Did You Know?

Did you know??
Although using avocados and bananas are all the buzz now to get soft and shiny hair, all it will get you is a messy kitchen and bathroom. These products are great to help your hair for one day, but the proteins in them are way too big for your hair to absorb. And unless you are going to use them each day (yikes!), then you should head to a beauty supply store and check out some Vegan products that use "hydrolyzed" proteins - proteins from avocados and bananas that actually are small enough to help your hair.

Tuesday, December 11, 2012



So you think that those pumpkins you bought for fall would be just tossed out in the garbage?  Not in this house!  Ashley merrily grabbed the pumpkins, pureed the guts, and fleshed out the seeds, knowing that I love munching on seeds.  Pumpkin seeds are great because they are packed with zinc, which is a crucial vitamin in a healthy diet, and one that can be accessed fairly easy in pumpkin seeds.  However, unlike sunflower seeds, the shells for pumpkin seeds are more easily broken down in your mouth and more digestible.  While the shells don't have any zinc, the endosperm envelope does, and it would be tricky to eat one without the other.  That said, it's easier to eat the shell.

Pumpkin seeds also are packed with various forms of vitamin E, so while they're not chock-full with high levels of E, the different varieties more than make up for it (and they're finding more varieties as of this writing!).  Bottom line:  Pumpkin seeds are fantastic for you.

Anyways, so Ashley stored a bunch of these after making some pumpkin puree so that I could roast some seeds for a snack.  We made a batch when we had pureed the first pumpkin a week earlier, and she begrudgingly tried them to find out that she in fact did like them-- and you will too!

3 cups of Pumpkin seeds ( at least that's the qty we got from our pumpkin)
1 tbsp vegetable oil
1/2 tsp. turmeric
1/2 tsp. Garam Masala
1/4 tsp. red chilli powder
1.2 tsp. garlic powder
salt to taste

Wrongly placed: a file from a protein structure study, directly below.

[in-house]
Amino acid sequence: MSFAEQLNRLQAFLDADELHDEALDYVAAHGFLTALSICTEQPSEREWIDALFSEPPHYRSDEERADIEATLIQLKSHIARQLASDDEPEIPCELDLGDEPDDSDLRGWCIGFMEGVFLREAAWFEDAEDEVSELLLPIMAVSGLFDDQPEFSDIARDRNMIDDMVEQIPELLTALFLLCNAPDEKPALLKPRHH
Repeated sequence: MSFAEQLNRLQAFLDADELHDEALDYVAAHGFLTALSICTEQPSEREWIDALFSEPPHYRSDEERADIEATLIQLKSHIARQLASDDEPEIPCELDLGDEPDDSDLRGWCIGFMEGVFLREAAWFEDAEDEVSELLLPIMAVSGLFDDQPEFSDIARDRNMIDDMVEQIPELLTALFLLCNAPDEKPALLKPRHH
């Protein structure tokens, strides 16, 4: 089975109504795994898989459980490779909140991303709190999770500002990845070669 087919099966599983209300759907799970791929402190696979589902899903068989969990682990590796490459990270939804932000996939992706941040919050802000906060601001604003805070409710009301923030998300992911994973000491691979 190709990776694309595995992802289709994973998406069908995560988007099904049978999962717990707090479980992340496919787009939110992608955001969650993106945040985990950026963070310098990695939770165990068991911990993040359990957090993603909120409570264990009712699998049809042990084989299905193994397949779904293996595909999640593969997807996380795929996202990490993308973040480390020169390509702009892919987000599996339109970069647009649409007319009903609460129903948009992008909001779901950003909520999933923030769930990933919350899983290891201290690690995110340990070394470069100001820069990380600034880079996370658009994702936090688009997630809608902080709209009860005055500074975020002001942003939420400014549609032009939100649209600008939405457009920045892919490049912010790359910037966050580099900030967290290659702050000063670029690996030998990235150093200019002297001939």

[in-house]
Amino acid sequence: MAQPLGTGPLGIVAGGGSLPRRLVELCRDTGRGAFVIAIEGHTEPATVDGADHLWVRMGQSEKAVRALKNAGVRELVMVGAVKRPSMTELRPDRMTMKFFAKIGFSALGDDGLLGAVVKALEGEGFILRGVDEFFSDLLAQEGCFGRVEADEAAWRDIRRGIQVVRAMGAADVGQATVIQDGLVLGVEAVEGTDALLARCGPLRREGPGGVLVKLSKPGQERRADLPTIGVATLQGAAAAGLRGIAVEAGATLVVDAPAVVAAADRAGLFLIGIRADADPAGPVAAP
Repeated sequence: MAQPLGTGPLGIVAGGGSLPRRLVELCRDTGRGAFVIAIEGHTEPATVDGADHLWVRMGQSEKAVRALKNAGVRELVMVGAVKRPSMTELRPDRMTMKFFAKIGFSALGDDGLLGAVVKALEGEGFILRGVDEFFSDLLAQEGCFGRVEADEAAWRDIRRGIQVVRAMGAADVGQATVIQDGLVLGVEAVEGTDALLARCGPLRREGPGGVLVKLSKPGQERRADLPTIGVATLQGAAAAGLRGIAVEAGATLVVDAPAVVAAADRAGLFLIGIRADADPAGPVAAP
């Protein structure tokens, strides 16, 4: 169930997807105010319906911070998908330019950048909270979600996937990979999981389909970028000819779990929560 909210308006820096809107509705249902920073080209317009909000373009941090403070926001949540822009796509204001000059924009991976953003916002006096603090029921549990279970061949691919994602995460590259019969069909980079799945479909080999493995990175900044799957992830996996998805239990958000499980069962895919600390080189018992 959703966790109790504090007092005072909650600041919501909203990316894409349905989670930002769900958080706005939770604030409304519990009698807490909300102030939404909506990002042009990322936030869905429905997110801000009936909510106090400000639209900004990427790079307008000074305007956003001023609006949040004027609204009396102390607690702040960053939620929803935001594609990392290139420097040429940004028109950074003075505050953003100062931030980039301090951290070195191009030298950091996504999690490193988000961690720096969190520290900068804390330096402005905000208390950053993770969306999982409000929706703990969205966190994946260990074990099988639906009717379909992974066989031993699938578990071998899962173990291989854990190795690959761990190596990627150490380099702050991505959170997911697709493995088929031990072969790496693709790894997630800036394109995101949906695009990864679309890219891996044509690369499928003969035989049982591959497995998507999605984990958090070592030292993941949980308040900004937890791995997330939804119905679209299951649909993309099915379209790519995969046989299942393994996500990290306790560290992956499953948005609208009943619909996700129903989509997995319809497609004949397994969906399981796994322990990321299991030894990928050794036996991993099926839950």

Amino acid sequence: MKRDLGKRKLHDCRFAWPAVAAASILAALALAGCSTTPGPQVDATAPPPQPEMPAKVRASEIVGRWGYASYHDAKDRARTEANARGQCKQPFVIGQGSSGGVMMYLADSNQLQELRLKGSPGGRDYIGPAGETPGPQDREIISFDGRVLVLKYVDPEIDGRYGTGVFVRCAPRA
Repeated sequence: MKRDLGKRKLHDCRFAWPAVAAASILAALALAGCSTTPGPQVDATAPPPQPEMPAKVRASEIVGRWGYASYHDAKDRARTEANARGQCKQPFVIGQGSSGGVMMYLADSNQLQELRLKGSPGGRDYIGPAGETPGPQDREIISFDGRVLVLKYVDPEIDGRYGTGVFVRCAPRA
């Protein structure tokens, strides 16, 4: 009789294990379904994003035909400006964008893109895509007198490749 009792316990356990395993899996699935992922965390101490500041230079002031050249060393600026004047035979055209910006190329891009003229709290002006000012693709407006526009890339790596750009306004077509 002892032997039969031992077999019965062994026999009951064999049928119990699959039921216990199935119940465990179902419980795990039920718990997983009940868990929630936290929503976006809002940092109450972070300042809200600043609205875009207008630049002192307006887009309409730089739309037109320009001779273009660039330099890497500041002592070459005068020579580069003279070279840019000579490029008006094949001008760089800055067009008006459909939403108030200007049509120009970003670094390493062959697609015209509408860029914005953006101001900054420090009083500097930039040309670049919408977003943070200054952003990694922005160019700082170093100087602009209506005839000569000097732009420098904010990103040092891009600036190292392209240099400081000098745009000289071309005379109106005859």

Get a pot of water to a boil.  While water is heating, try to remove as much pumpkin pulp as possible.  If you can't get it all off, don't worry, after boiling it should be a bit easier.  Add seeds and allow to boil for ten minutes.

Preheat the oven at 250 degrees.

Drain seeds and get rid of all the pumpkin membrane.  Dry seeds with a towel and place in a bowl.

In another bowl, add the spices, mixing thoroughly.  Add seeds and make sure to cover seeds with spice mix.

On a baking plate, add parchment paper and spray/spread vegetable oil.

Bake for 1/2 hour, flip seeds, and bake for another 15 minutes.  Sample some, and if they are not crunchy, continue to bake them another 5 minutes.

Homemade pumpkin seeds, while delicious, do not store very well.  Keeping these in an airtight container is the best way to store them, and keeping the container in the fridge will give you the maximum time to eat the seeds.  Even like this, seeds will only last 3-5 days, so make sure you don't make too many seeds.  And if you do make too many, share them with your friends!  Let us know what different spice mixes you try with your pepitas!

1 comment:

  1. When I was still a teenager and slowly turning into a vegan. I love pumpkin seeds and my mom usually told me that I need to be careful about my nutritional needs especially in zinc. She let me read the article zinc deficiency symptoms and from there I really did my part as a dedicated vegan and as a healthy girl too. Pumpkin seeds are deliciously healthy.